Posts Tagged Lone Star Stories

Lone Star Stories: Issue No. 25, February 1, 2008

The 25th issue of Lone Star Stories is quite good, featuring stories about mechanical spirits, dissapointing legends, and cruel rituals. One of them didn’t quite do it for me, but the other two are must-reads.

Cars don’t kill people; people kill cars. “The Disemboweler” by Ekaterina Sedia takes this notion, tosses in some wispy spirits that thrive in everything electronic, and steers a man named Glenn on a path of self-reflection after the evisceration of his favorite ride. Also, he plans to catch the Bad Guy, the sicko doing these nasty deeds. Yes, yes he will. For no one gets away with murdering a microwave!

“The Disemboweler” is surreal fiction, often skirting the fine line of reality and fantasy, which makes this reader extremely happy. The explanation of why the Disemboweler disembowels is quite interesting, certainly a surprise I wasn’t ready for, and the use of language here is beautifully evocative. A world is presented, familiar and not, filled with appliances rife with spirits and emotions and life. And underneath all the darkness, a layer of wry humor, black as shadows but still there, smiling at the notion of a vacuum bodyguard. This one is a definite read for the current issue.

Rating: 9 anonymous stars out of 10

In “The Frozen One” by Tim Pratt, a student is visited by a being that, at initial appearance, resembles said student exactly. Right down to the wild hair and pimple on the forehead. This alien has come to share a message with the student, a parable if you will, a tale of “monsters and heroes and swords and shit.” It speaks of the legend of a warrior frozen in a block of ice unfolds, saying that when the magical city, dubbed The City (I’m noticing a naming pattern here in Pratt’s work; see my review for “The River Boy”), is attacked the ice would melt and release to them the Chosen One who could save them all. Only when the time comes for saving, the ice refuses to melt.

It’s a story within a story. The point, I think, is to downplay Chosen One theories and if so, it works just fine. It’s all about acting and not waiting for fate to take charge. I liked the tale well enough, but still couldn’t put to rest the fact that nothing really happens in it. The outer story is only really there to frame the second one. And instead of throwing us head-first into the plot, Pratt drops us with a cliffhanger.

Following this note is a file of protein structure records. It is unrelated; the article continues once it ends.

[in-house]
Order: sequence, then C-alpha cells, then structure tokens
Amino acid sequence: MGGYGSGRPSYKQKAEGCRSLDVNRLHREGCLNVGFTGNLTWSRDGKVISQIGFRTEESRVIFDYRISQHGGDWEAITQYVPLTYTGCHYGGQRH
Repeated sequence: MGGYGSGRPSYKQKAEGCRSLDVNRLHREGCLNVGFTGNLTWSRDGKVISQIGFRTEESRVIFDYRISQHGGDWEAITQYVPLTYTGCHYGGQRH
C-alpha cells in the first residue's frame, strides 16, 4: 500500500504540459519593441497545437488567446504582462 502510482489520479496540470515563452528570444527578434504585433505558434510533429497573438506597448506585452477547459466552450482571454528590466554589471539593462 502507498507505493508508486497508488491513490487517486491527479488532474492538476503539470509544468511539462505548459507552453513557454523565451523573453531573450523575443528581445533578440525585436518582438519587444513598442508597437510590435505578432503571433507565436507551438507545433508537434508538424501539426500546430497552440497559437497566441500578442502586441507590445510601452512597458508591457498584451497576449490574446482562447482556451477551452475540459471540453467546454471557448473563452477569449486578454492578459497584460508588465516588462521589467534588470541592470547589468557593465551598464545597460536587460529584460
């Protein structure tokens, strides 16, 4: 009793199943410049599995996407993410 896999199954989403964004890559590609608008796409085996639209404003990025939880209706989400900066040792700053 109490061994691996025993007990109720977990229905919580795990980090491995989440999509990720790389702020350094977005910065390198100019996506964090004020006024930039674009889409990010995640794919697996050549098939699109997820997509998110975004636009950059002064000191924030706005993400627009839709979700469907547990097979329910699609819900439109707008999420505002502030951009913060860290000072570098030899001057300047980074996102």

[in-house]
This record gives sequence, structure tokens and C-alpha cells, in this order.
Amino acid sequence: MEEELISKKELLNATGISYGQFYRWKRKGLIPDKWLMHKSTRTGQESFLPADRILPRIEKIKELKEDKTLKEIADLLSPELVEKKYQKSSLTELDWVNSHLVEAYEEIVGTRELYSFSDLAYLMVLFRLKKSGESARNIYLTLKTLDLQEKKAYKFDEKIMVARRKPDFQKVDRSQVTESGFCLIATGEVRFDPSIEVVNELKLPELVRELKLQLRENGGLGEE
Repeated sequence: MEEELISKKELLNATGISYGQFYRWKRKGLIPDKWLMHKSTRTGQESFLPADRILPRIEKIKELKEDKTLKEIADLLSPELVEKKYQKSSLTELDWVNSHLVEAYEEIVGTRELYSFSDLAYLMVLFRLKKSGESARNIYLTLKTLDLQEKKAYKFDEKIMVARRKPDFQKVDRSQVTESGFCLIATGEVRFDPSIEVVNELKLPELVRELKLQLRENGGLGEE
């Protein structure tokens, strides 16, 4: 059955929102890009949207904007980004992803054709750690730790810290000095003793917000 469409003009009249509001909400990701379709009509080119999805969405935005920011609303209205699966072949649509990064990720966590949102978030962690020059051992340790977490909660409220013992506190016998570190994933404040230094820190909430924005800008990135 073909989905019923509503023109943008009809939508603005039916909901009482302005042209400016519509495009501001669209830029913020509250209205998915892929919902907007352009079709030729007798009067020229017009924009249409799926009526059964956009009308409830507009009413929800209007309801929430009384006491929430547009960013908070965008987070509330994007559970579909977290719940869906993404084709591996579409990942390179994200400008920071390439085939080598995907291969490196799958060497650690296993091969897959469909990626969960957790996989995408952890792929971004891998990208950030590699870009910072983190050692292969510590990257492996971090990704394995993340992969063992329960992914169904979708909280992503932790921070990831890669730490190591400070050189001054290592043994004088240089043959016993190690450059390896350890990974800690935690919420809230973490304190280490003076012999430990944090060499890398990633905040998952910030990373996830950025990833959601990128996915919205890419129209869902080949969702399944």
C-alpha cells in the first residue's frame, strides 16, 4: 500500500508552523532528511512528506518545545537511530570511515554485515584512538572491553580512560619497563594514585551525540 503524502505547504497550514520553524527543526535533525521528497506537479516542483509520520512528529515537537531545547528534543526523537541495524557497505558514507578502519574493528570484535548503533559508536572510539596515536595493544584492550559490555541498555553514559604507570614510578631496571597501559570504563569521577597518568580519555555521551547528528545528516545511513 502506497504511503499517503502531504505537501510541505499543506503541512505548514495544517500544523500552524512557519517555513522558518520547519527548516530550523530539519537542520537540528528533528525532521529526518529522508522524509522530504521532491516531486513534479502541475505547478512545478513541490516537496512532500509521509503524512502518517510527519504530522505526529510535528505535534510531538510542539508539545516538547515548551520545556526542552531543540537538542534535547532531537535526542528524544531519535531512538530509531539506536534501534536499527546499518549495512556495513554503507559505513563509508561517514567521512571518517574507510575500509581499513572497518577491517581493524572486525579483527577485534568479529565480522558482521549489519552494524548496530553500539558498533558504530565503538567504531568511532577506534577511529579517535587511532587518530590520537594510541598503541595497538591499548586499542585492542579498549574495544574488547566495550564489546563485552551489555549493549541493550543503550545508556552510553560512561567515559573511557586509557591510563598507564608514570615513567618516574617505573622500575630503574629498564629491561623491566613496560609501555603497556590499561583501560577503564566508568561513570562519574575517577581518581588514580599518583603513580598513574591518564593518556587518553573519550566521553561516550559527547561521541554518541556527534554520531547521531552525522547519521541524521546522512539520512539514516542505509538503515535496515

Rating: 6 anonymous stars out of 10

Jokla is being punished in “The Oracle Opens One Eye” by Patricia Russo. Once she’s done being whipped, the priests take her out of the village and deposit her beaten body in a cave. Five years later, the woman lives a new life, working for the oracle of the cave, seeing to questions and donations from the devoted that come bearing sacrifices. Only she hates the oracle, hates the villagers that no longer meet her gaze, hates that she suffers punishment for a reason unknown to her. But she continues on, knowing that after seven years she’ll be able to return to her village. Yet, as the end draws nearer, the oracle grows ill…

Well-writen, “The Oracle” is a work of servitude. Jokla eventually begins to understand her role as the oracle’s go-to-girl, and it might’ve looked a bit predictable to believe that she was next in line when sickness fell upon the cave’s mistress, but that turned out to not be the case. An excellent piece that builds on expectations. It felt like a sword-and-sorcery tale, but never really blossomed into one. Jokla’s struggle is both internal and external, and there are heartbreaking moments where I wished that once, just once, after seven years of mindless torture, the gods would look down and smile upon her. But they don’t. And that’s a story worth reading about.

Rating: 8 anonymous stars out of 10

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